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Please be aware that this old REACH registration data factsheet is no longer maintained; it remains frozen as of 19th May 2023.

The new ECHA CHEM database has been released by ECHA, and it now contains all REACH registration data. There are more details on the transition of ECHA's published data to ECHA CHEM here.

Diss Factsheets

Administrative data

Link to relevant study record(s)

Description of key information

The UVCB substance is a viscous liquid of mixed branched alkylated diphenylamines. Systemic uptake after ingestion is shown by effects on liver upon repeated gavage dosing with a solution in corn oil. This is consistent with a molecular weight of the components of the UVCB substance of 225 - 520 g/mol and calculated log Pow values of >4.  All components offer functional group for xenobiotic metabolism and are not susceptible to stomach-acid catalysed hydrolysis.  If sterically unhindered, the secondary amine may be conjugated. Also branched side chains may become oxidated.  The technical function of the substance is to be an antioxidant in oil systems. The rate of metabolism and elimination will depend on the type of alkylation of the individual component.  Emulgation via bile acids is expected to facilitate oral uptake compared to the dermal route of exposure. It is expected that gavage dosing in corn oil will result in higher systemic peak exposures compared to dermal exposure. Modelling of skin permeability based on Fitzpatrick et al. (Chemosphere 55 (2004) 1309–1314), the components are slightly to marginally permeable. The mixture is non volatile. 
The substance causes an enlargement of liver that is accompanied by changes in histopathology and clinical chemistry. Some of the changes in clinical chemistry may be attributed to induction of xenobiotic metabolism in liver. An exemple is the increased rate of conjugation of bile acids and bilirubin. A secondary enlargement of thyroid is a known side effects in rats as xenobiotic enzymes also conjugate thyroid hormones.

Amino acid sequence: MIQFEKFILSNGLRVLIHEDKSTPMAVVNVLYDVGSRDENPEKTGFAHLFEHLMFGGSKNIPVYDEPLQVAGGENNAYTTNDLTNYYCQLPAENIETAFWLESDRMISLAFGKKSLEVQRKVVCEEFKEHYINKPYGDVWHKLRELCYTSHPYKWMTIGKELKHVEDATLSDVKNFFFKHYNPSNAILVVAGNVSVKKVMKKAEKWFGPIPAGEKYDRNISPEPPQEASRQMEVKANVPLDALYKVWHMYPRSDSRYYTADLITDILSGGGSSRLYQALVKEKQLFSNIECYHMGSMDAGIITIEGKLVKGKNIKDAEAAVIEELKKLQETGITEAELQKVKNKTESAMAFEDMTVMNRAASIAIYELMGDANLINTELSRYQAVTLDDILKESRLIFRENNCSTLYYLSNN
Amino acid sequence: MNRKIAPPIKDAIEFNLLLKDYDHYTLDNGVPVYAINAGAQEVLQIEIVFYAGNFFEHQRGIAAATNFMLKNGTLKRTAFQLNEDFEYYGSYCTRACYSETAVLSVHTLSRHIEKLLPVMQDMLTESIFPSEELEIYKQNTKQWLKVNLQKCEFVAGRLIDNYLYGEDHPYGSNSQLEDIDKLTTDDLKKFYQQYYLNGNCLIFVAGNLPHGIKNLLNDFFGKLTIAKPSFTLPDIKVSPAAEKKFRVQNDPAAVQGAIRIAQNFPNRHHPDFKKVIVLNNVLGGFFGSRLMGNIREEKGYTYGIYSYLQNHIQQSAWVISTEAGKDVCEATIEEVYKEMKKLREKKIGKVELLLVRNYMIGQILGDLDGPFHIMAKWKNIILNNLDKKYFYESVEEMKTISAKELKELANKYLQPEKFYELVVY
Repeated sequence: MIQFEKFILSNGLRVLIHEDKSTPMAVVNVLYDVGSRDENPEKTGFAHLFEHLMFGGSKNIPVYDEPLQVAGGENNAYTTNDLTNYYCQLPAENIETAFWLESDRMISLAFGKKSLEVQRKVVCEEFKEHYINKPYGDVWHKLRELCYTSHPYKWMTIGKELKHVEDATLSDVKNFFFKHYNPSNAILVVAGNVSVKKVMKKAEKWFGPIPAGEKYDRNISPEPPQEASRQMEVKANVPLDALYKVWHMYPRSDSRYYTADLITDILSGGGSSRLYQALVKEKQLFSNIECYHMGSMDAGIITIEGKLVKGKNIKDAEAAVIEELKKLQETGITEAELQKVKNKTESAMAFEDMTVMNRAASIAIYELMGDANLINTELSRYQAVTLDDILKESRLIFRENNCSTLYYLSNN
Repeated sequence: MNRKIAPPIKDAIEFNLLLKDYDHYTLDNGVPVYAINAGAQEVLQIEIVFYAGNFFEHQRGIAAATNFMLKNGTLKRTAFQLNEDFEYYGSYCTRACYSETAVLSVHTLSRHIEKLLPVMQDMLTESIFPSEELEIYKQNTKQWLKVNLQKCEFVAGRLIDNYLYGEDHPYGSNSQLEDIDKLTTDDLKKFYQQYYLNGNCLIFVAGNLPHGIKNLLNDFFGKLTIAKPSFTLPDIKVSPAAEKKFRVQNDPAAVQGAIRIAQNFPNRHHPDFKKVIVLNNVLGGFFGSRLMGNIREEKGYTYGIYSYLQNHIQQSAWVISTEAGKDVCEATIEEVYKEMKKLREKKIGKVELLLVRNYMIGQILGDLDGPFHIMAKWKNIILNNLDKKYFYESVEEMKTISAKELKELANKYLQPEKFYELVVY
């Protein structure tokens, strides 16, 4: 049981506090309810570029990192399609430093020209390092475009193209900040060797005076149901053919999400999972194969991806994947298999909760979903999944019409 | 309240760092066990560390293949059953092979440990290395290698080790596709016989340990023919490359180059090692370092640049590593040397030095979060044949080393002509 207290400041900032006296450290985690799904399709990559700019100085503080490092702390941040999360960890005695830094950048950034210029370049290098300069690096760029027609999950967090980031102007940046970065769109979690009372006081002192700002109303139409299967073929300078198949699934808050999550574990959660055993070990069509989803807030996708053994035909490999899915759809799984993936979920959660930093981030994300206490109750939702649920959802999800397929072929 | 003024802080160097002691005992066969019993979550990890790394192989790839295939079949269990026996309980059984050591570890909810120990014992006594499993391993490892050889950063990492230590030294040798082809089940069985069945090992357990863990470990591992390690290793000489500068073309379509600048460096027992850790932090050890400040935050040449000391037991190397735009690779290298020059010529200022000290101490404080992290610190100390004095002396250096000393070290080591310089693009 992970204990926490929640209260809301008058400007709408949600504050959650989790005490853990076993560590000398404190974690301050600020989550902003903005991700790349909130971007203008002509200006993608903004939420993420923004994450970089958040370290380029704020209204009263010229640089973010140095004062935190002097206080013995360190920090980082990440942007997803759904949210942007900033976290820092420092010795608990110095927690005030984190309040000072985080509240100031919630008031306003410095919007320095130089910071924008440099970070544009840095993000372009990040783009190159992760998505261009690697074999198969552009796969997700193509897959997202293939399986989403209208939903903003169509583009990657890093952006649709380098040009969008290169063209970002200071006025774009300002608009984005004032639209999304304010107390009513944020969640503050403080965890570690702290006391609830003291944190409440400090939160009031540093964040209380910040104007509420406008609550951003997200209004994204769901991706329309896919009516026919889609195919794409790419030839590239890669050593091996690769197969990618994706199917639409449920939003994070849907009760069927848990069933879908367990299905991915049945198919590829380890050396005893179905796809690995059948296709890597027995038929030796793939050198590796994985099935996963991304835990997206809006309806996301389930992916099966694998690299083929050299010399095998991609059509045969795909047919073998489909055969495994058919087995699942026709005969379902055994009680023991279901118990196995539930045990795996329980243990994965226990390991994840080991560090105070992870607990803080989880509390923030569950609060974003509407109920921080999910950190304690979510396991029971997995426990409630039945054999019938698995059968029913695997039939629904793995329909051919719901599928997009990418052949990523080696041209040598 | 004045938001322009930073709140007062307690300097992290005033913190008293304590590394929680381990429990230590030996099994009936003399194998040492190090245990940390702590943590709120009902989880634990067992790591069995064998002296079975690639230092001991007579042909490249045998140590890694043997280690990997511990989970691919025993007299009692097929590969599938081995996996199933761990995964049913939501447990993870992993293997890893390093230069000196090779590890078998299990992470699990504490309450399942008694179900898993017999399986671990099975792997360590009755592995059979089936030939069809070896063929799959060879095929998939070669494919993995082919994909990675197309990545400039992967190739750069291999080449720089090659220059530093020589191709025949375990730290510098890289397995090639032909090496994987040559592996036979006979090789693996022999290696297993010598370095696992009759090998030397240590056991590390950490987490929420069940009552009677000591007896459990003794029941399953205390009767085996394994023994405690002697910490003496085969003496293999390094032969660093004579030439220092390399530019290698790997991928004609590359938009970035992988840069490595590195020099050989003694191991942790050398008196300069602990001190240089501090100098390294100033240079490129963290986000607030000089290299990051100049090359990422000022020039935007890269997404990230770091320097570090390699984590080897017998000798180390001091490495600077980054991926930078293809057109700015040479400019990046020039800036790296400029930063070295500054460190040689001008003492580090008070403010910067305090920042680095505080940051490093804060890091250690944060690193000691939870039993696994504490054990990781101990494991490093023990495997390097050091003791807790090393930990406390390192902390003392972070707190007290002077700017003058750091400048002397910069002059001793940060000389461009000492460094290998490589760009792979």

Overall, the substance may only accumulate if the capacity for xenobiotic metabolism is in an overload situation.

Key value for chemical safety assessment

Bioaccumulation potential:
low bioaccumulation potential

Additional information

The multiconstituent substance consists of components sharing a diphenylamine core and differing in the number and location of branched C4 and C8 alkyl substitutents. The table below gives information on the substance itself and and on the branched nonyl-analogue.

For a figure with the representative components, it is referred to the robust study summary (7.1.1 Basic toxicokinetics), as it is technically not possible to show a picture in the endpoint summary.

Reaction products of benzeneamine, N-phenyl with nonene (branched)

Reaction products of Benzenamine, N-phenyl with 2,4,4-trimethylpentene

EC: 253-249-4

EC: 270-128-1

R = highly branched nonyl- (C9H19)

R = tert-butyl or tert. octyl

Sum of mono-nonyl-diphenylamine isomers










Sum of dialkyl-diphenylamine isomers




Group A: sum of p- and o-substituted mono-tert. octyl or di-tert.butyl isomers








Group B: sum of p- and o-substituted tert.-butyl-tert. octyl or di-tert.butyl-mono-tert. octyl isomers (may be either di- or trialkylated)








Group C: p-di-tetramethylbutyl-diphenylenamine and isomers of p-or o-substituted tert-octyl isomers






Sum of tri-alkyl diphenylamine isomers


Sum of tri-alkyl diphenylamine isomers

0.3% + trialyl isomers of group B

MW= 547

 MW =449.77, or 505.88 or 337.55



Sum of other mono- and poly-alkyl-diphe-nylamine isomers






With respect to molecular weight, the lipophilic character and the high log POW, it is expected that the UVCB substance is absorbed in the gastro-intestinal tract after oral administration. Indeed, effects on liver have been observed upon subacute dosing of fairly high doses (125 and 300 mg/kg bw). In another studies, non-adverse effects on liver were seen at 25 mg/kg bw and a LOAEL of 75 mg/kg bw was found. For the analogue substance extra investigations regarding potential methaemoglobin formation were included in the 90 -day study. Since the rate of Heinz bodies was not increased up to the limit dose (1000 mg/kg bw), the alkylated diphenylamines are considered to be inactive regarding methaemoglobin formation.